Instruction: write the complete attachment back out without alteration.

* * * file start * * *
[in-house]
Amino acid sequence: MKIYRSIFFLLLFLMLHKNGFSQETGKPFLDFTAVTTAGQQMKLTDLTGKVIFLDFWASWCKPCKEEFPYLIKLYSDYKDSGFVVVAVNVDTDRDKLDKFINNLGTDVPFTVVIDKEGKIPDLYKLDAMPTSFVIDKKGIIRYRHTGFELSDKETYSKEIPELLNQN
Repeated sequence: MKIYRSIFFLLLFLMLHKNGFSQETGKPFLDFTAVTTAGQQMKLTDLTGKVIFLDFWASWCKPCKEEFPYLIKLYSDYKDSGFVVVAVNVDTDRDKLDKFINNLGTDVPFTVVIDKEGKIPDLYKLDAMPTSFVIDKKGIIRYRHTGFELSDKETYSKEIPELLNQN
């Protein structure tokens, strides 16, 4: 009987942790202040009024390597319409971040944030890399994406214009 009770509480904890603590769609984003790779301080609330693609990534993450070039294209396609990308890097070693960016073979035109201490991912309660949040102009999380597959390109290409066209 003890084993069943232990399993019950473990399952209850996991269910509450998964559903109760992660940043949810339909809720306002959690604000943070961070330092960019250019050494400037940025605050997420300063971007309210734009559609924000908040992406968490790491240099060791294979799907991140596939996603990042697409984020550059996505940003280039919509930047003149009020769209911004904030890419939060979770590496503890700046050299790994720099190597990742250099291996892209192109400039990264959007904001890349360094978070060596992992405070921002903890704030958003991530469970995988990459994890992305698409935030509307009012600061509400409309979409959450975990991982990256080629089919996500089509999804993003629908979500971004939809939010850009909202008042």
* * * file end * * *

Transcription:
[in-house]
Amino acid sequence: MKIYRSIFFLLLFLMLHKNGFSQETGKPFLDFTAVTTAGQQMKLTDLTGKVIFLDFWASWCKPCKEEFPYLIKLYSDYKDSGFVVVAVNVDTDRDKLDKFINNLGTDVPFTVVIDKEGKIPDLYKLDAMPTSFVIDKKGIIRYRHTGFELSDKETYSKEIPELLNQN
Repeated sequence: MKIYRSIFFLLLFLMLHKNGFSQETGKPFLDFTAVTTAGQQMKLTDLTGKVIFLDFWASWCKPCKEEFPYLIKLYSDYKDSGFVVVAVNVDTDRDKLDKFINNLGTDVPFTVVIDKEGKIPDLYKLDAMPTSFVIDKKGIIRYRHTGFELSDKETYSKEIPELLNQN
């Protein structure tokens, strides 16, 4: 009987942790202040009024390597319409971040944030890399994406214009 009770509480904890603590769609984003790779301080609330693609990534993450070039294209396609990308890097070693960016073979035109201490991912309660949040102009999380597959390109290409066209 003890084993069943232990399993019950473990399952209850996991269910509450998964559903109760992660940043949810339909809720306002959690604000943070961070330092960019250019050494400037940025605050997420300063971007309210734009559609924000908040992406968490790491240099060791294979799907991140596939996603990042697409984020550059996505940003280039919509930047003149009020769209911004904030890419939060979770590496503890700046050299790994720099190597990742250099291996892209192109400039990264959007904001890349360094978070060596992992405070921002903890704030958003991530469970995988990459994890992305698409935030509307009012600061509400409309979409959450975990991982990256080629089919996500089509999804993003629908979500971004939809939010850009909202008042």